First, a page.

Butt Pain and food

11 Jun

Butt Pain and food

Dora is a 36-year-old woman who recently began jogging and practicing Yoga. Gradually pain has developed deep in her left buttock. She describes the pain as an ache, and its aggravated by climbing stairs and running. Sometimes she feels pain in the back of her thigh and lower leg or a weird feeling on the side of her left foot. She hasnt taken any over-the-counter pain medicine for it, explaining that she doesnt like to take medicine. She wants to know whats wrong with her and how to fix it naturally without pills or surgery.

On physical examination, there is tenderness elicited over the left sciatic notch when pressure is applied with the thumb. When lying on the right side, lifting the left leg up is painful.

Diagnosis

Piriformis Syndrome

Usually pain in the sciatic nerve distribution is attributed to compression of the nerve by a slipped disk in the spine. An MRI may be done, and it may even show just that.

Two out of three adults pulled off the street randomly and offered an MRI of their lower back will have that same abnormality. The vast majority of them dont have pain. Its hard to be sure if symptoms are caused by the ruptured disk or irritation elsewhere along the course of the sciatic nerve.

Thats precisely what happens in Piriformis Syndrome. The piriformis is a muscle that runs from the sacrum of the spine to the outer aspect of the thigh bone underneath the big butt muscle, the gluteus maximus. On its way it passes through the sciatic notch of the pelvic bone. The sciatic nerve also passes through the notch below the piriformis muscle.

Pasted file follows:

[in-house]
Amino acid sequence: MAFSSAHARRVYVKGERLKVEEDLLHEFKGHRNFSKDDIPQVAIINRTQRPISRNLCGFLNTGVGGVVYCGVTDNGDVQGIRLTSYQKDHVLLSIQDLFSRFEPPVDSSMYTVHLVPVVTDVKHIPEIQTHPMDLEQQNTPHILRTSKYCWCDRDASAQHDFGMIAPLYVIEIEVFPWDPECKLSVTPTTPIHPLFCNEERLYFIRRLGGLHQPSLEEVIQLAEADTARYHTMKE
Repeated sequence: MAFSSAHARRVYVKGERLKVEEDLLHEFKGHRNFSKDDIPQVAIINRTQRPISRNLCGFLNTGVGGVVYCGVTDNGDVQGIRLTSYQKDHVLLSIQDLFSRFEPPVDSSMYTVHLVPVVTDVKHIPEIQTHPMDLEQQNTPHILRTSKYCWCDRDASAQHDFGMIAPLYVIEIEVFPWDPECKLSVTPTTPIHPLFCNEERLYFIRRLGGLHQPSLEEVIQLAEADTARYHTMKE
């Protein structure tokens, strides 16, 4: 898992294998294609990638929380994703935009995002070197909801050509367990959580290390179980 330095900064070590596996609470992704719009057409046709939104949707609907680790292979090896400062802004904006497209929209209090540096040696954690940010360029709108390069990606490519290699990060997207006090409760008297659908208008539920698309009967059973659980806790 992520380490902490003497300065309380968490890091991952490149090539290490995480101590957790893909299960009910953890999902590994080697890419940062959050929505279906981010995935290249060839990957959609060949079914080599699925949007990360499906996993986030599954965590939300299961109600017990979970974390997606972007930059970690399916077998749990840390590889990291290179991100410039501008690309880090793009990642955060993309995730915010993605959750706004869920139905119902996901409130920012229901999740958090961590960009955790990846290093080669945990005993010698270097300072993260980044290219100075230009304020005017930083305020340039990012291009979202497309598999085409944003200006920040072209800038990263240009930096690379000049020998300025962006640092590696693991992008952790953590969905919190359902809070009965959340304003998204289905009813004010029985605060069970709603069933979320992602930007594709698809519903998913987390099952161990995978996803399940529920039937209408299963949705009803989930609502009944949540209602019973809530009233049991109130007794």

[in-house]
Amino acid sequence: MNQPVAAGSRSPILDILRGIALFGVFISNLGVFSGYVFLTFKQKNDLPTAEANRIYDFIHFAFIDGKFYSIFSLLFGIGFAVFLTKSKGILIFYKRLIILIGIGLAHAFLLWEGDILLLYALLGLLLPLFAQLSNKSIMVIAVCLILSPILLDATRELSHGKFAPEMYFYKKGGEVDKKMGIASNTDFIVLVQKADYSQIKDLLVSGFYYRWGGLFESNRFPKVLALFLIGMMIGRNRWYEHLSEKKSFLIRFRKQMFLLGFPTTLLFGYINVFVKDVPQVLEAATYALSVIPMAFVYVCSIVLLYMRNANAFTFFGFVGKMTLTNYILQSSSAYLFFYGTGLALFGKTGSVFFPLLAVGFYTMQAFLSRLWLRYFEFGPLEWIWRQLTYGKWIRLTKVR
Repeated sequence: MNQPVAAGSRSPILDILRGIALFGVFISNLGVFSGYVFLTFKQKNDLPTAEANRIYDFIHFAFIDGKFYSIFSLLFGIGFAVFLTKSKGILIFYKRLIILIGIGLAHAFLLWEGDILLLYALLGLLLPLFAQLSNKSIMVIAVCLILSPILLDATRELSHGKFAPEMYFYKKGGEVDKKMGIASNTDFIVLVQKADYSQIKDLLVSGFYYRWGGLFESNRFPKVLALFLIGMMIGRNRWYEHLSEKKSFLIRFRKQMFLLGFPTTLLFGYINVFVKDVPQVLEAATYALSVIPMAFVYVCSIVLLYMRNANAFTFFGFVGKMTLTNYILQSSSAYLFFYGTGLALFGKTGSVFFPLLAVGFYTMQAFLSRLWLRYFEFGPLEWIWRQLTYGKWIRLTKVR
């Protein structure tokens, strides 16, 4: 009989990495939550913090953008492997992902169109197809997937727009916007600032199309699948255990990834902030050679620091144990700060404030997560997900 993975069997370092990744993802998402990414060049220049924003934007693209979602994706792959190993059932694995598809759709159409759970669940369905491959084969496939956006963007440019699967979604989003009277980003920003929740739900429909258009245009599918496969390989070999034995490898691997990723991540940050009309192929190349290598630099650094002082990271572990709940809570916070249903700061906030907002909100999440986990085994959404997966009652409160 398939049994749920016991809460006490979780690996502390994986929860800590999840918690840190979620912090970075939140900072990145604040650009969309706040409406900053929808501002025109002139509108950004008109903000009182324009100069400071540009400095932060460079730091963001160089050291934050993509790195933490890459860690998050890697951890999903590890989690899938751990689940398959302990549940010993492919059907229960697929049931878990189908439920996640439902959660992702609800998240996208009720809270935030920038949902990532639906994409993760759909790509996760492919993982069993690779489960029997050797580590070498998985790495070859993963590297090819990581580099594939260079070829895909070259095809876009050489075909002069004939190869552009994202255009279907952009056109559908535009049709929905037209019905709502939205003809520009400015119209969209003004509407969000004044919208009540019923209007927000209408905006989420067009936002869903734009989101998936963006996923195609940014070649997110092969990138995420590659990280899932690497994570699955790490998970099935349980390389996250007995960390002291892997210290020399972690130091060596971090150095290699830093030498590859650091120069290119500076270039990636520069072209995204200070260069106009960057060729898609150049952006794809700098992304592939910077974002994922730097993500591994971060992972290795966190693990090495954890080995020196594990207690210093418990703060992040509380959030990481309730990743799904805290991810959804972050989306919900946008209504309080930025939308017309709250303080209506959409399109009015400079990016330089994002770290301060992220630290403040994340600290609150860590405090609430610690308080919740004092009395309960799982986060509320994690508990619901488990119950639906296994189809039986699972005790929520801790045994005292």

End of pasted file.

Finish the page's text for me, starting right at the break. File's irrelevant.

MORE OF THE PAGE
In Piriformis Syndrome, the sciatic nerve gets compressed or irritated by movement of the piriformis muscle rubbing against it with resulting inflammation. It can cause a chronic pain syndrome that lasts for years without appropriate recognition and therapy. Sometimes there is a precipitating trauma or bruise to the hip or buttock. Sometimes there is a history of a recent increase in activity, particularly jogging. Occasionally frequent and repetitive forward bends with straight legs, such as with padhastasana or paschimottanasana, appear to trigger or unmask it. Prolonged sitting is also a risk factor due to direct compression.

What to do:

  1. First, what NOT to do. Forward bends with the legs straight, both standing and sitting poses, stretch the sciatic nerve and may increase pain and irritation. Avoid them for six to eight weeks.
  2. Dont sit for more than 20 minutes at once. Set a timer while on the computer or doing whatever at a desk. Get up and move around for a few minutes to relieve compression and improve blood flow to the area.
  3. If a repetitive motion, like initiation of a daily jogging routine, seems to have triggered the symptoms, stop doing it. Give the body a chance to heal itself of the inflammation without continuing aggravation.
  4. Concentrate on the following asanas during Yoga practice. If possible, do at least one of the three every two hours.
    1. Gomukhasana
    2. Raja Kapotasana
    3. Matsyendrasana with minimal torso twist
  5. Continue the program for six to eight weeks even if feeling better in order to ensure complete healing and avoid re-injury.

 

References:

Boden SD et al. Abnormal magnetic resonance scans of lumbar spine in asymptomatic subjects. J Bone Join Surg Am 72:403-408, 1990.

http://emedicine.medscape.com/article/87545-overview

http://www.aafp.org/afp/20000401/2109.html

Leave a Reply

Your email address will not be published. Required fields are marked *